By Jordan Burgen
I appreciate Jim’s clarification about when “him” or “ man” refers to males specifically or all humankind. Why doesn’t he use the New Revised Standard Version when he quotes scripture? It uses gender accurate wording so he doesn’t need to correct the older gender inaccurate translation. I’m confused and curious.
Thanks so much for your question. I would be happy to answer it for you.
Translations of the Bible have relatively recently (within the last 30 years) become more and more gender-inclusive. This is because the English language as a whole is evolving away from male-generic pronouns and wording (e.g. using “he,” “him,” and “man” to refer to all people), so in an effort to keep up with that, new translations have begun to spring up. For the most part, this gender-inclusive translating is accurate. The Greek word “Anthropos” can be translated several ways, depending on the context. Usually, it refers to people in general (e.g. Romans 3:28, accurately translated as “person” in the NRSV), though there are places where it refers to the male gender (1 Corinthians 7:1, accurately translated as “man” in the NRSV).
However, there are times when these translations, of which I will focus on the NRSV, overstep in their translation. That is usually in regard to the Greek word “aner,” which means a male or husband. In the ESV, 1 Timothy 3:2 reads, “Therefore an overseer must be above reproach, the husband (aner) of one wife…” The overseer here is the elder of a church, which this verse claims can only be someone of the male gender. The NRSV, however, renders the verse like this: “Now a bishop must be above reproach, married only once…” It completely strips out gender and changes the meaning of the verse. This is not an accurate translation and diminishes the intended meaning.
This also occurs in the Old Testament. In the ESV, 1 Kings 2:4 reads, “…‘If your sons pay close attention to their way, to walk before me in faithfulness with all their heart and with all their soul, you shall not lack a man (iysh) on the throne of Israel.’” The Hebrew word “iysh” is a noun meaning male or husband, much like the Greek word “aner.” The NRSV translates “iysh” in this verse as “successor,” which may seem innocent enough. However, if you look at that word in other contexts, and this passage in particular, you can see that it was used here for a reason. This passage was a retelling of an important prophecy declaring that the Messiah would come from the line of David. That Messiah was Jesus, and he is described as the husband to the Church throughout the New Testament (in particular in Ephesians 5:25-33). So, declaring that, if David’s sons paid close attention to their way and walked with the Lord, God’s people would have a husband on the throne. It meant much more than “successor” or an earthly throne. It was a gender-important messianic prophecy.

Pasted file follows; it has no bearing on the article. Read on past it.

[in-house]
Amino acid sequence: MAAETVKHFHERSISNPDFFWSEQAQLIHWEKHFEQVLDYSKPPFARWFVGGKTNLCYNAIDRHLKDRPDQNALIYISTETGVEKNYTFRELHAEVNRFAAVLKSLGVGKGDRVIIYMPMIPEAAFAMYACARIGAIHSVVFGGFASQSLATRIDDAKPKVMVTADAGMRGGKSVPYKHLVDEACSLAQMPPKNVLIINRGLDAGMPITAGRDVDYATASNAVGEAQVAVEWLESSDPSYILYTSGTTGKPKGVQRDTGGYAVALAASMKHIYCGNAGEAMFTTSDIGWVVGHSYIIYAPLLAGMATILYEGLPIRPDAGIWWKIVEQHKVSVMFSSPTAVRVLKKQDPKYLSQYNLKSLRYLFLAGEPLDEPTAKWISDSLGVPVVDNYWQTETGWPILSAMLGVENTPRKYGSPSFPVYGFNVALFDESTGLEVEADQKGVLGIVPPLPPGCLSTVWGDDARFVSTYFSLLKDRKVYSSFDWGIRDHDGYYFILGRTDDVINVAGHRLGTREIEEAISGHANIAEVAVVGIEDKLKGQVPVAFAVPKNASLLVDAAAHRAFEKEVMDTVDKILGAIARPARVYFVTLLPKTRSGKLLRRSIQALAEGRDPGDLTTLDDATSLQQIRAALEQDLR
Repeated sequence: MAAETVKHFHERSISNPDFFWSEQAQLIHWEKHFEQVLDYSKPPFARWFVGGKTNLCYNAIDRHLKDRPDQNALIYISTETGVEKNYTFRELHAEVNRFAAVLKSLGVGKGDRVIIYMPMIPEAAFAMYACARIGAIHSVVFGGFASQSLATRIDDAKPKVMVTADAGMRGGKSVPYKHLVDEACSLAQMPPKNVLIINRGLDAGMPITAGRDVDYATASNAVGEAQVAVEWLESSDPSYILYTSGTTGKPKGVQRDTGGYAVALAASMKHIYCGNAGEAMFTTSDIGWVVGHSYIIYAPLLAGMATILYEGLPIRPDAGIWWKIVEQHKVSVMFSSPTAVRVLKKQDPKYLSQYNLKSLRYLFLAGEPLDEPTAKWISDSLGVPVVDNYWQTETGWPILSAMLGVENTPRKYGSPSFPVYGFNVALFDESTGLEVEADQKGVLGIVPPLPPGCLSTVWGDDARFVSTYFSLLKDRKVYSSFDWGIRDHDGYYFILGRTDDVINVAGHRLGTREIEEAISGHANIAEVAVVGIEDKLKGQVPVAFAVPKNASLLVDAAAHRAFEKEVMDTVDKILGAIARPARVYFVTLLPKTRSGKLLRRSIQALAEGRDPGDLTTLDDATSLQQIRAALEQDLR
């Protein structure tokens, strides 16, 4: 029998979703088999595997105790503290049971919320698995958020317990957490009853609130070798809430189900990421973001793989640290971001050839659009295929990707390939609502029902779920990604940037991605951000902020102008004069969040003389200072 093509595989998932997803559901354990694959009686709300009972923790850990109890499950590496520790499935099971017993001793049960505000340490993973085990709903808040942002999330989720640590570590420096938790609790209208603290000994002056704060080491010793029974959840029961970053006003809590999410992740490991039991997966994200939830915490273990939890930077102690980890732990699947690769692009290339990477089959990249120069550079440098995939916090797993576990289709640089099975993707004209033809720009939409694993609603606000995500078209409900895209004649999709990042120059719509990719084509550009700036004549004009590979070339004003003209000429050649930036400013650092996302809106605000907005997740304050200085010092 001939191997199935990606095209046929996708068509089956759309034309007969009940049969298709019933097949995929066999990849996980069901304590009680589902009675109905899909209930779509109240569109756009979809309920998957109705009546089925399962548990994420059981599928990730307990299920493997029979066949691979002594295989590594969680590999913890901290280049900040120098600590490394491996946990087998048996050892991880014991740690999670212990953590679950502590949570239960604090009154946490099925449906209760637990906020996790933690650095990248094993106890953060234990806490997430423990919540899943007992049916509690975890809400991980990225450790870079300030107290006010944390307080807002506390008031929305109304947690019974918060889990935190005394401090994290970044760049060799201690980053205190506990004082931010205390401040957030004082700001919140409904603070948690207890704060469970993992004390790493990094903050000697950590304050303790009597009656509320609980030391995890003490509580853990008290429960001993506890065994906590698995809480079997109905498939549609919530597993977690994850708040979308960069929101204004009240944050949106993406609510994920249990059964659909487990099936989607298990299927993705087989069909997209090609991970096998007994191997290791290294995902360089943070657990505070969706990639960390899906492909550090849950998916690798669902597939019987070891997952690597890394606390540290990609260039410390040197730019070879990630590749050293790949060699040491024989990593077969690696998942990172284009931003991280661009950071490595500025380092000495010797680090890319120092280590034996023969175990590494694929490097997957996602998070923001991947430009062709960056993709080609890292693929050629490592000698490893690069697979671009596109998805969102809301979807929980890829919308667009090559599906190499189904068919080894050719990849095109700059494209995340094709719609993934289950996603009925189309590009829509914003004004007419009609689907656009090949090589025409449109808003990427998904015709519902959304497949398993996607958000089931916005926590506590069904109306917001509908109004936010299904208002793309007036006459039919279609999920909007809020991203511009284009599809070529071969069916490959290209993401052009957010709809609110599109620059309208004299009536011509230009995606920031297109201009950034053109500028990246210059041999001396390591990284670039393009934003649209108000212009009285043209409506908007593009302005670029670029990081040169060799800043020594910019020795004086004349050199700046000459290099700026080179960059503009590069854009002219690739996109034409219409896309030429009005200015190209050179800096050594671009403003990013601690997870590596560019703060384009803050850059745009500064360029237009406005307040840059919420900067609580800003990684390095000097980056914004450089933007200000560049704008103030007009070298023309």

It is for instances like this that Jim and the leadership here choose to use more traditional translations, such as the ESV and earlier versions of the NIV. No translation is absolutely perfect; however, we find that these translations are more accurate where it is most important. I respect what the NRSV and similar translations are attempting to do, and for the most part, they do alright. However, there are times when they overstep and change the meaning of the original text. We would rather err on the side of Biblical accuracy rather than political correctness when it comes to translating the Word of God. Jim explaining by mouth when a male pronoun or designation can be applied to more than just males makes more sense than endorsing a version of the Bible that is translated inaccurately in some places.
I hope this explanation makes sense, and I would be happy to answer any more questions regarding this topic or provide you with more examples. Thanks again for reaching out!
The "Good Questions" blog is a place where some of the really good questions people email into the church can be shared with everyone, along with Jordan Burgen's response. Jordan Burgen is the Content & Theology Pastor here at Flatirons, so he answers a lot of the emails sent in to us. To ask a question (about anything, really), please fill out a contact form here or email Jordan directly at